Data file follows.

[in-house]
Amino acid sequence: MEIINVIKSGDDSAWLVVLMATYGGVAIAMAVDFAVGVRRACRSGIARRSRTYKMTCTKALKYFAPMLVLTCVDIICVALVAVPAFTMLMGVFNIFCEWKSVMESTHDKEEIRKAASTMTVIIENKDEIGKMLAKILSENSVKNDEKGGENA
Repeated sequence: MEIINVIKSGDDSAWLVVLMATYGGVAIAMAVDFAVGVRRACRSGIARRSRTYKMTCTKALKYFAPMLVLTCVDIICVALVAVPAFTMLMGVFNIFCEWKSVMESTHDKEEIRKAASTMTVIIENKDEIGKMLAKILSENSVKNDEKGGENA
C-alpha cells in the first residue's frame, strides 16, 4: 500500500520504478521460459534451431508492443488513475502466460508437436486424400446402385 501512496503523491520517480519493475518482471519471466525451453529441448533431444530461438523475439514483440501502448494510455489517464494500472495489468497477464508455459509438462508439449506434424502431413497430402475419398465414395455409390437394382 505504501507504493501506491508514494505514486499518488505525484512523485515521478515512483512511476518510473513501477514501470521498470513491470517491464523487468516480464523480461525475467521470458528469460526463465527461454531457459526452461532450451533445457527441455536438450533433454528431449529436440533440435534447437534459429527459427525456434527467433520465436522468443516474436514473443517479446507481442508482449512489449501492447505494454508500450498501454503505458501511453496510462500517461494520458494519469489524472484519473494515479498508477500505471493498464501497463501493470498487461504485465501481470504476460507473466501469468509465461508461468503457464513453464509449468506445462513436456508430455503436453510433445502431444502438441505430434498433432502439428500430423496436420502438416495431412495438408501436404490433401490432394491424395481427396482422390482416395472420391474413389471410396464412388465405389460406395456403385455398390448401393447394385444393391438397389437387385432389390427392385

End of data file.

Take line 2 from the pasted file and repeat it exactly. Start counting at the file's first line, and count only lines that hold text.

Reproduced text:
Amino acid sequence: MEIINVIKSGDDSAWLVVLMATYGGVAIAMAVDFAVGVRRACRSGIARRSRTYKMTCTKALKYFAPMLVLTCVDIICVALVAVPAFTMLMGVFNIFCEWKSVMESTHDKEEIRKAASTMTVIIENKDEIGKMLAKILSENSVKNDEKGGENA